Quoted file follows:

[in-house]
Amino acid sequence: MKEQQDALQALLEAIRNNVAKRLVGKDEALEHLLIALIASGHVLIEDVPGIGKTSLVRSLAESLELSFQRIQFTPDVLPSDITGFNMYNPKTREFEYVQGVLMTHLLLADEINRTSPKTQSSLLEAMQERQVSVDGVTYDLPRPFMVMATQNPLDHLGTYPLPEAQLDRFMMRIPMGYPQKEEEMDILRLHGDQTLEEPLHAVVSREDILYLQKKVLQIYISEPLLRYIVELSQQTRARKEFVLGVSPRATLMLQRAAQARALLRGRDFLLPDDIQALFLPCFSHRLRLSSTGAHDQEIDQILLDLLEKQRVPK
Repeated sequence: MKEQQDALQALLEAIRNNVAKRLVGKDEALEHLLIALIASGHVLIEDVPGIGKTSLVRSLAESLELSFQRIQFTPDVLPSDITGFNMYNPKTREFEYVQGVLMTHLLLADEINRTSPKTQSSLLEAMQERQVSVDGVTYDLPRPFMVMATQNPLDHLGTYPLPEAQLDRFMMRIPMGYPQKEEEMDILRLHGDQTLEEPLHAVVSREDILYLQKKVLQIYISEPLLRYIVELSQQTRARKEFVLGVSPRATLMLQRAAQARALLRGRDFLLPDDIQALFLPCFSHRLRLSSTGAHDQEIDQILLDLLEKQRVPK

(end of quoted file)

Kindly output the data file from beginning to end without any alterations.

[in-house]
Amino acid sequence: MKEQQDALQALLEAIRNNVAKRLVGKDEALEHLLIALIASGHVLIEDVPGIGKTSLVRSLAESLELSFQRIQFTPDVLPSDITGFNMYNPKTREFEYVQGVLMTHLLLADEINRTSPKTQSSLLEAMQERQVSVDGVTYDLPRPFMVMATQNPLDHLGTYPLPEAQLDRFMMRIPMGYPQKEEEMDILRLHGDQTLEEPLHAVVSREDILYLQKKVLQIYISEPLLRYIVELSQQTRARKEFVLGVSPRATLMLQRAAQARALLRGRDFLLPDDIQALFLPCFSHRLRLSSTGAHDQEIDQILLDLLEKQRVPK
Repeated sequence: MKEQQDALQALLEAIRNNVAKRLVGKDEALEHLLIALIASGHVLIEDVPGIGKTSLVRSLAESLELSFQRIQFTPDVLPSDITGFNMYNPKTREFEYVQGVLMTHLLLADEINRTSPKTQSSLLEAMQERQVSVDGVTYDLPRPFMVMATQNPLDHLGTYPLPEAQLDRFMMRIPMGYPQKEEEMDILRLHGDQTLEEPLHAVVSREDILYLQKKVLQIYISEPLLRYIVELSQQTRARKEFVLGVSPRATLMLQRAAQARALLRGRDFLLPDDIQALFLPCFSHRLRLSSTGAHDQEIDQILLDLLEKQRVPK